can't find your web site and that is the single largest problem on the Internet.
And there really are three contributing factors as to why. All right? Number one, most people
have not even a website or they have a very poor web presence to begin with. All right? They
had a programmer build them a site, they don't even, and let me just share something with you.
Most websites cannot even be marketed properly with search engines.
They lack certain things that search engines look for that aren't even seen to the public on the
body or the general front of the website that exist within the code of the website behind the
scenes. So we'll talk about those pieces, as well.
Number two, there is no marketing even going on. They may have a website, but they are
treating it more like an online brochure. So adding your web address to your brochure or your
business card is not necessarily Internet marketing.
And I'm going to be talking more about search engines, for example. That is the primary way
people go online and actually find products and services to buy. And how many of you actually
in this room actually have good search engine ranking right now with your websites? May I kind
of get a poll right now? Just one of you? OK, let me start earlier and don't be bashful on this,
everyone knows what a search engine is, is that correct?
OK. We also know and are aware of the fact that if you go out and type in watches on Google,
you are going to find probably 10 or 20 million companies that want to sell you a watch, is that
right? Nobody is going to look through that many results. Most people stick to the first page of
results. Is that correct? They might go to the second page. But if I could stop you right there,
most people don't.
So one of our goals should be then, get our web site listed where? On the first page. If not right
at the, what, folks? Top. Now, let's understand something about that. Getting your website list at
the top spot in Google. And if I might add, that is the most valuable piece of real estate on the
planet as far as the Internet is concerned.
The top spot in Google and at the same time beating 10 or 20 million other companies that want
to be there as well. Is that necessarily easy to do?
Audience Member: No.
Matt Davis: If you know how to do it, it actually is and we're going to talk about how to do that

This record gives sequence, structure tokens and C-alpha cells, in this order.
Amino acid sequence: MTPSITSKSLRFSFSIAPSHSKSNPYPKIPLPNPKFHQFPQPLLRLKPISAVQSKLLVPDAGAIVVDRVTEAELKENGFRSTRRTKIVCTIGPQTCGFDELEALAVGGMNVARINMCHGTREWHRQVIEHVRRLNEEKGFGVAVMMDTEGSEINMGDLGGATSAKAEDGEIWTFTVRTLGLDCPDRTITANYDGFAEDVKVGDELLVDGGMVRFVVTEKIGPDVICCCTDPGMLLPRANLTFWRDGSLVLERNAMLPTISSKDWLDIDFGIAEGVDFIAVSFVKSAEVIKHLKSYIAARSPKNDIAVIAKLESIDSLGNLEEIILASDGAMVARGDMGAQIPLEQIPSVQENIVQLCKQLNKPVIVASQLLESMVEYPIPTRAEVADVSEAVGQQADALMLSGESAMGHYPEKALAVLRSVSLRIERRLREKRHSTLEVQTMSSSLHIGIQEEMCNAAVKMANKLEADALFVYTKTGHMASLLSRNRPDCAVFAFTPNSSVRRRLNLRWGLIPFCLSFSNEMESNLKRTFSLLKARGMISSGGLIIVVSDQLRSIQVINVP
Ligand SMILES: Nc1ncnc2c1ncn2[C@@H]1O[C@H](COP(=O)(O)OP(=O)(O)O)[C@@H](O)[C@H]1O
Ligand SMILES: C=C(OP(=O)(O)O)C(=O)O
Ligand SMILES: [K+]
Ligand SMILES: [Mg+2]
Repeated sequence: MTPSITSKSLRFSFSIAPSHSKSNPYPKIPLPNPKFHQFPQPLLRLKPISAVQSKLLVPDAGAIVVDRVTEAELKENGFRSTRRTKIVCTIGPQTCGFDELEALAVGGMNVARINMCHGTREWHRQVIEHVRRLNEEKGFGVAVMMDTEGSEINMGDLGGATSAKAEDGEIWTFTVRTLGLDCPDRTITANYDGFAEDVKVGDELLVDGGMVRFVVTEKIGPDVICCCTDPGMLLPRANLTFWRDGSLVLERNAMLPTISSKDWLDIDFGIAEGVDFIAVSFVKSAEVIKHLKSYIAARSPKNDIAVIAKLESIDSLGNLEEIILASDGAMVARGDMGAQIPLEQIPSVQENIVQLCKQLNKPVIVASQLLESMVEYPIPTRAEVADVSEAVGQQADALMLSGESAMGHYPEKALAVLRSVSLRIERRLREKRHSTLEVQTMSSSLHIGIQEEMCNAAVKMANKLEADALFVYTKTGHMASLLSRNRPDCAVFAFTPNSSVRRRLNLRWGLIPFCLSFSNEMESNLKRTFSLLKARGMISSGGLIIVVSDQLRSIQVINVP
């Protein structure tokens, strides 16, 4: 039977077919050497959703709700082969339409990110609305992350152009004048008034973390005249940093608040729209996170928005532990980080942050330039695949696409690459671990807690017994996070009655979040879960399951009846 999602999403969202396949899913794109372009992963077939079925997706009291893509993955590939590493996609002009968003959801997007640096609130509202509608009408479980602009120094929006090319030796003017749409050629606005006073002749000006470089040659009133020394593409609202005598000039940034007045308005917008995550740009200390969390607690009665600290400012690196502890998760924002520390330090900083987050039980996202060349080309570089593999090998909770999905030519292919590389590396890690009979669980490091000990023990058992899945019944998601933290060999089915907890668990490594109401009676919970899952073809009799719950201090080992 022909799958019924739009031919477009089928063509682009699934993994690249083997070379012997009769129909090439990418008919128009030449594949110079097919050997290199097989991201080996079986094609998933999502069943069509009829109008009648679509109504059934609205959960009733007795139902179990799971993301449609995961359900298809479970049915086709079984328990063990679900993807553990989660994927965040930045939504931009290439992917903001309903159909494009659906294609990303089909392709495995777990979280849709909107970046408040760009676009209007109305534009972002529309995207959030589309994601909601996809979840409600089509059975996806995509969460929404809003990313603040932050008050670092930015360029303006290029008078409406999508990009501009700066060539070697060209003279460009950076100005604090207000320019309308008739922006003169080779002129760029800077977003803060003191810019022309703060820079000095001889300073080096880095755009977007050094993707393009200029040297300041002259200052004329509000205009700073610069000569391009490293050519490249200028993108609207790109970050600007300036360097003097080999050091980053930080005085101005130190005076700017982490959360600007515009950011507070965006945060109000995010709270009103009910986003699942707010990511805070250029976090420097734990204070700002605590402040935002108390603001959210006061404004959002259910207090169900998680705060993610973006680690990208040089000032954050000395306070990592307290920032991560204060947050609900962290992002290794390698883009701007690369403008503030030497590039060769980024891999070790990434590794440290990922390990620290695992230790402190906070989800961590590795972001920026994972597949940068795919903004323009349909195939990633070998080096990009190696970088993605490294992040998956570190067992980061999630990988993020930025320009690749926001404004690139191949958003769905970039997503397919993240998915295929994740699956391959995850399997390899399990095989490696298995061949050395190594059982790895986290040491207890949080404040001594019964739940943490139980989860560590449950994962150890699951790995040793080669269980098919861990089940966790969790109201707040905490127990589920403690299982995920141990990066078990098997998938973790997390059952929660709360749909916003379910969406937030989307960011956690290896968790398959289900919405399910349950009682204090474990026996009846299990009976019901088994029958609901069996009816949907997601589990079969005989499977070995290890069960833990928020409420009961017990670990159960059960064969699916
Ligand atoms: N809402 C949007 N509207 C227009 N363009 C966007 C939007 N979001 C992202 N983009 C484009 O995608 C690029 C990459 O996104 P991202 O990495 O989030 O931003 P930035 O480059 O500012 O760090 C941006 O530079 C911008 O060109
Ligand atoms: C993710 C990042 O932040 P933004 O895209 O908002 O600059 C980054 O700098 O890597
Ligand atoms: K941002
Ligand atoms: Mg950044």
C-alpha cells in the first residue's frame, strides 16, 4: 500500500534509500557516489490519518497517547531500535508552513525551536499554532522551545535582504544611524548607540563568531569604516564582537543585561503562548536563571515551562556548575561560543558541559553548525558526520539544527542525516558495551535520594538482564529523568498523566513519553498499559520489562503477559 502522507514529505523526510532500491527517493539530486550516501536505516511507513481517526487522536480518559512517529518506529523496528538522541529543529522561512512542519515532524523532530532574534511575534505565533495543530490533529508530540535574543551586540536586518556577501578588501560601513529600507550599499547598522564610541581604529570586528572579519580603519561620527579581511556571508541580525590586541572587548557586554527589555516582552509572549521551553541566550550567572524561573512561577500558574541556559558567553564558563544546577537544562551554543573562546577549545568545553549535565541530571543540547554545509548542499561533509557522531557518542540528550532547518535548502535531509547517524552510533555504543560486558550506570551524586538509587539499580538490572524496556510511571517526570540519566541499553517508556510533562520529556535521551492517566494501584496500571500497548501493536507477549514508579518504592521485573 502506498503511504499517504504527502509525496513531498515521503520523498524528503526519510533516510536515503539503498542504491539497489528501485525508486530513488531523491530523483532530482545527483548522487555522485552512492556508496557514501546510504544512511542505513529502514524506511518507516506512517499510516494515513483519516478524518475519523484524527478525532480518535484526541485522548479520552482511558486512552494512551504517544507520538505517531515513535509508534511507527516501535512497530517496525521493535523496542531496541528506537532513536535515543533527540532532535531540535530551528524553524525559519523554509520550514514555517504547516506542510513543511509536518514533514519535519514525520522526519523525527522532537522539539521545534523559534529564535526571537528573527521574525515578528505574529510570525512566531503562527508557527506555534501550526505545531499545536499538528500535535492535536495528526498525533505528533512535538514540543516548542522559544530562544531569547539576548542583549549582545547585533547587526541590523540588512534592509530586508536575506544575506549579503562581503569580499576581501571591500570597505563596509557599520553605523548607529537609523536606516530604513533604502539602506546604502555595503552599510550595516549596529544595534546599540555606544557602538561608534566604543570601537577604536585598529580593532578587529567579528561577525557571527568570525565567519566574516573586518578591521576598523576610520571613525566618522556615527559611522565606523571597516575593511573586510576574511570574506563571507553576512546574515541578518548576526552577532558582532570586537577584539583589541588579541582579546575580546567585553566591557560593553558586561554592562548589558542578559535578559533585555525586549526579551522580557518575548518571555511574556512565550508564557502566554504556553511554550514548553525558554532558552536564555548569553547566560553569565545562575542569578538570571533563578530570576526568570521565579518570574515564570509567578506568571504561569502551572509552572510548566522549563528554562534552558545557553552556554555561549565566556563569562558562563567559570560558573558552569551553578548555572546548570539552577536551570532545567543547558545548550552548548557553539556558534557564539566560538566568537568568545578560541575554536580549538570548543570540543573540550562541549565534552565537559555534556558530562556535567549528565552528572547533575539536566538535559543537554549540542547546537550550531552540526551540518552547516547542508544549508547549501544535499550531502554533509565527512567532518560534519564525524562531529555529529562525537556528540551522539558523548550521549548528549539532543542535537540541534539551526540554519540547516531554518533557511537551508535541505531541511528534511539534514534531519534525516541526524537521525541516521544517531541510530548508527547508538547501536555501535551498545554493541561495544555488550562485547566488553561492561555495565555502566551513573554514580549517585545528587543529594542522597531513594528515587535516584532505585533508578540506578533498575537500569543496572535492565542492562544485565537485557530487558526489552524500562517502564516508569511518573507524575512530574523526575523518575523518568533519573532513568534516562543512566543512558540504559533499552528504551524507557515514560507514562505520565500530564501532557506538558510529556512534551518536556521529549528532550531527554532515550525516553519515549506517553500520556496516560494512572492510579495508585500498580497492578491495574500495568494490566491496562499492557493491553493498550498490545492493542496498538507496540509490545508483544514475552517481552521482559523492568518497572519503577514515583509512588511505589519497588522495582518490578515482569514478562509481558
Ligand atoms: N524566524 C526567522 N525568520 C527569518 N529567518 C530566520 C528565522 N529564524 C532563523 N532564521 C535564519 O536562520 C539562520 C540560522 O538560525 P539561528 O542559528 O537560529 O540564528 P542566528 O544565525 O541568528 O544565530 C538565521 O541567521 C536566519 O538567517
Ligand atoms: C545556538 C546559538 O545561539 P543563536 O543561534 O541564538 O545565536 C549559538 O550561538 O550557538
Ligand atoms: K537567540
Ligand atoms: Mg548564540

here today. OK.
Audience Member: [Inaudible 13:59]
Matt Davis: [laughter] But before we actually get into that, I do want you to understand the
proper terminology, all right. And the process of getting your web site to the top of search
engines is one of those acronyms that Clint was talking about. It's called SEO. Now what does
SEO stand for?
Audience Members: Search engine optimization.
Matt Davis: Search Engine Optimization. Getting your website to perform at its optimum level
with search engines, all right. In other words, it goes to the top. So, people really don't know how
to do that is the biggest problem with search engines. They know how to use them, they don't
know how to actually market with them properly. And we'll talk about that here today, as well,
The third contributing factor is, there's not a whole lot of support out there. A lot of companies
can get you a website built and they'll charge you X amount, sometimes tens, if not ten, twenty
thousand, sometimes hundreds of thousands of dollars, for their web presence.
But, after they've laid a website in your lap, a lot of them will move on to the next project. So, if
we all have a program and a builder working on our site, once they are done with our site, they
are moving on the next one. Is there anything wrong with that, by the way? Not necessarily. It's
what you hired them to do, is to build you a website. But, it's still, inadvertently, one of the
contributing factors to the big problems up top.
And I'd like to prove this a little bit more with your opinion. And then, we'll move on. I'd like to